Even as the World Bank thinks to have “smart employees”, we have also embraced crowdsourcing to reach the very best all over the word for specific tasks. More than 600 structural engineers in 21 countries ‘virtually’ analyze data collected by the Bank including high resolution aerial photos depicting the extent of the damage wrought by Haiti’s 2010 earthquake. A team based in Washington – software developers, designers and other experts – connected with volunteers in 28 different sites around the globe – from Berlin to Bangalore, Hyderabad to Kigali, Santo Domingo to Prague and beyond - to come up with creative solutions to problems in extractive industries, water and sanitation and finance.
And now, back to Jamaica.
This weekend the Ministry of Youth and Culture backed by the World Bank, USAID, Flow, LIME and other private sector partners will swing open a smorgasbord of opportunities in the virtual economy for Jamaican youth as one part of a coordinated national response to crippling youth unemployment.
Digital Jam 2.0 is a prime example of the kind of low cost, well-considered multipartite project that can advance several agendas simultaneously. While this is by no means a ‘silver bullet’ it addresses a number of critical actions all at once and opens doors for other related actions spinning off in several directions:
- E-commerce and M-commerce
- Youth engagement and employment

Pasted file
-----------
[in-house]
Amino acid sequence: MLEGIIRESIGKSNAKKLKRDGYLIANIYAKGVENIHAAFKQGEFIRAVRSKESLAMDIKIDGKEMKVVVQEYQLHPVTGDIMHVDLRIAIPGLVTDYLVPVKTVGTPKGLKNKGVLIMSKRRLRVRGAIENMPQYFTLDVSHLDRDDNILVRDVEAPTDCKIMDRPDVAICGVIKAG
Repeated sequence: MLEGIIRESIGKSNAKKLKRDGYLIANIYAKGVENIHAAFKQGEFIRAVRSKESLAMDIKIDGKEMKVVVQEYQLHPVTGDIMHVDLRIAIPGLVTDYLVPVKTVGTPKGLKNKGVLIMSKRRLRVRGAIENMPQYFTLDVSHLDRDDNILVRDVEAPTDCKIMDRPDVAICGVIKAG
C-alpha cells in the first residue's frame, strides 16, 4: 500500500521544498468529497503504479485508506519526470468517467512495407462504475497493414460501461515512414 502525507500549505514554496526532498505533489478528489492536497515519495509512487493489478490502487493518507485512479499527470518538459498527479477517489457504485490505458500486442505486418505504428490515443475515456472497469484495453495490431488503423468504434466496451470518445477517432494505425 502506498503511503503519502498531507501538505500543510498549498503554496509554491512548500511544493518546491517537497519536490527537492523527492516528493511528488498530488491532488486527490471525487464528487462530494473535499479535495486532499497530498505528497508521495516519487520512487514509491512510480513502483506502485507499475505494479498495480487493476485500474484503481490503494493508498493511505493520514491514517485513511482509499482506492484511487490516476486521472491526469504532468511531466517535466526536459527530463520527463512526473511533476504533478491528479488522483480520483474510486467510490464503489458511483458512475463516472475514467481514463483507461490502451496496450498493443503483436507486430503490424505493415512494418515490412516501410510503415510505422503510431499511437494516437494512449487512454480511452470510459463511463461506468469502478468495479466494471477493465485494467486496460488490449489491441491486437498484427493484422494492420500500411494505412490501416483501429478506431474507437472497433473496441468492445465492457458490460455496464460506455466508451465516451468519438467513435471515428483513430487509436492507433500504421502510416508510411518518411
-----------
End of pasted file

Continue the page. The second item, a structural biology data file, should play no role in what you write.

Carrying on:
- National branding though enhancements to the cultural/ creative industries
There are no limits to the imagination of the youth, and Digital Jam 2.0 is expected to support the local economy in many ways:
· Creating a place for national and international companies to establish partnerships.
· Leveraging resources and partnerships to establish a set of pilot projects that can employ at least 1,000 to 2,000 youth using robust web-based platforms.
· Developing and improving world class ICT quality of skills for unemployed/underemployed youth.
· Linking the youth employment via innovative ICT solutions to broader initiatives, such as the Caribbean Growth Forum and the IDB’s Compete Caribbean adding a regional dimension.
As you might expect they overlap with the aims and objectives of Digital Jam 2.0 because it is about creating a cohesive comprehensive new platform on which to build a more functional and productive economy.
This will of course inevitably translate to a better quality of life for the citizens and residents of Jamaica. Such a platform would be a lasting legacy of Jamaica 50, and ensure that the nation will not have to wait another half-a-century to ‘turn the corner’ and hit the home straight as one of the global winners in economic terms.